After a car wreck on the winding Mulholland Drive renders a woman amnesiac, she and a perky Hollywood-hopeful search for clues and answers across Los Angeles in a twisting venture beyond dreams and reality.
This is the story of three well-meaning but flawed people: Paul Rivers, an ailing mathematician lovelessly married to an English émigré; Christina Peck, an upper-middle-class suburban housewife, happily married homemaker with two young daughters, with hiding a secret past; and Jack Jordan, an ex-convict who has found in his Christian faith the strength to life a law-abiding life and raise a family. They will be brought together by a terrible accident that will change their lives. By the final frame, none of them will be the same as they will learn harsh truths about love, faith, courage, desire and guilt, and how chance can change our worlds irretrievably, forever. Written by
Miguel Cane (Stepford@yahoo.com)
When Paul Rivers walks away after telling Jack Jordan to leave, the cameraman's shadow can be seen on the ground and bushes in front of him See more »
Look Daddy, a volcano.
[Cathy blows bubbles into her soft drink]
It's very pretty. Drink up your volcano. All right. We're going. Mommy's waiting.
Daddy, please. Just one more minute.
See more »
A María Eladia, Pues cuando ardió la pérdida Reverdecieron sus maizales See more »
A movie directed in inimitable style, Inarritu's 21 Grams is a provocative, deeply moving filmic work that explores several fundamental questions: What is a life, what is its value, and can we place a value on it? Directed in a series of small, seemingly disconnected fragments that come together as the film progresses, the film is thus shot in a style deeply unfamiliar to American moviegoers. At the beginning, most American viewers will find the choppy, nonlinear timeline distracting and frustrating - a cinematic form of coitus interruptus where once on the verge of revealing an underlying plot concept, the fragment abruptly stops and is picked up at an unrelated point. This style continues throughout, but don't worry. The answers do come after a while.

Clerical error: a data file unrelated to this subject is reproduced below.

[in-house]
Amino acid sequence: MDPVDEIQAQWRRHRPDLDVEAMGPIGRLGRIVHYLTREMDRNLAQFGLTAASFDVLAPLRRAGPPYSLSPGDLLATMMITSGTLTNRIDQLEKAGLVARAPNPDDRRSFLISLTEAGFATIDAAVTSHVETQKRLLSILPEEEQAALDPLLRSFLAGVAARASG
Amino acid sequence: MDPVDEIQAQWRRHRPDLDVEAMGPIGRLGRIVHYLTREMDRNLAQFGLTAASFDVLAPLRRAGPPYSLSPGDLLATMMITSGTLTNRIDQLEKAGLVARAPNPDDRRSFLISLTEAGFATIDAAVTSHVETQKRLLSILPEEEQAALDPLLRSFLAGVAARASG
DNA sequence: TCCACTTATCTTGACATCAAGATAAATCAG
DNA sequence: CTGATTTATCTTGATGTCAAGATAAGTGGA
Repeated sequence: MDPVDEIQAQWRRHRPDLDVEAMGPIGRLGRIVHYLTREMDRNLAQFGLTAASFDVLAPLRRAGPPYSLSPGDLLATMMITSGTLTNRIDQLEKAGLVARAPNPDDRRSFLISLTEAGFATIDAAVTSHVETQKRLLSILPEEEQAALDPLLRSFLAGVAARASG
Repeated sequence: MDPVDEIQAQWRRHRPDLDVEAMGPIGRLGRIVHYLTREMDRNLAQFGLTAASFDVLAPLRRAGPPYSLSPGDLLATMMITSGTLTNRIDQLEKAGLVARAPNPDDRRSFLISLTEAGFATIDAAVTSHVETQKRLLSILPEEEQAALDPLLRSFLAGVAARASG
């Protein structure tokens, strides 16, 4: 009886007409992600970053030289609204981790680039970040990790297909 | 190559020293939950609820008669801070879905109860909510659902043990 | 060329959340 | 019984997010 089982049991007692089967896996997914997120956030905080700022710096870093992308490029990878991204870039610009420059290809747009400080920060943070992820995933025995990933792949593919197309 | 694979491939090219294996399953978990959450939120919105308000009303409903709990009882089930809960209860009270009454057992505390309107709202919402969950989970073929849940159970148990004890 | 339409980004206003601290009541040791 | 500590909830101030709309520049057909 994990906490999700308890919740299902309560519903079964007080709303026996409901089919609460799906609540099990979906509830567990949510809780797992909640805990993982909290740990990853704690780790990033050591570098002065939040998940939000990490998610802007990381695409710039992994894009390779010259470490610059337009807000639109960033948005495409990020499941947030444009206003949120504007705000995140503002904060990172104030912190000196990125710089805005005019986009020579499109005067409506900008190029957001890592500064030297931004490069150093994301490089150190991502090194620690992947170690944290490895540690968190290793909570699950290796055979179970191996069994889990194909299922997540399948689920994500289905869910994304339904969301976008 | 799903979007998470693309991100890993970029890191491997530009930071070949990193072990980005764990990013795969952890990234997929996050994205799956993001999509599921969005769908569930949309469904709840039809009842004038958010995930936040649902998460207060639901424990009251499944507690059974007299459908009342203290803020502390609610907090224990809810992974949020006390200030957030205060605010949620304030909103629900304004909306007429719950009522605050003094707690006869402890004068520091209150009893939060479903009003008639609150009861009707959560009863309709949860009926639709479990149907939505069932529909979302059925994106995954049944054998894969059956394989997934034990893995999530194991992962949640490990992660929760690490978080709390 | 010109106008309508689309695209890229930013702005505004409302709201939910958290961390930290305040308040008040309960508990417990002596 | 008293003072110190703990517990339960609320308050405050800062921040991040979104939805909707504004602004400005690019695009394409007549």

It is worth noting that the actual storyline, when told linearly, is not as gripping as when told in this style. The linear form would resemble a typical mindless story of the wounded seeking revenge. The way Inarritu constructs the story allows him to give the viewer a sense of where various characters are at the same time without the appearance of repetition. It allows moviegoers to see actual events first, then form associations later. There is a sense of, "Oh, now I get it!" that would be conspicuously absent if 21 Grams were told linearly.
Moving on, the performances of the actors and actresses in the film are incredible. All are believable. The animalistic hatred of Christina Peck (Naomi Watts) for Jack Jordan (Benicio Del Toro), the deeply troubled father who regrets his big mistake and has become a born again Christian, is palpable throughout. Paul Rivers (Sean Penn) is genuine in his efforts to repay, literally, a life debt. The performances breathe further life into the series of events that 21 Grams attempts to chronicle.
By the film's ending, the entire tale of what has transpired is revealed to the viewer. Since key plot elements often appear in several of the disconnected sequences, they come to be points of reference that astute moviegoers can use to sort the rest of the plot. By the end, everything is complete. The title is finally put into context, and the attempt to answer the three previously mentioned fundamental questions is made. Yes, at the beginning, this movie may not seem to make much sense, and it may even be frustrating to watch. Still, resist the temptation to get up and leave the theater. Stick around and watch the whole thing. The pieces do ultimately fall into place. I promise. And besides, there's only one way to find out.
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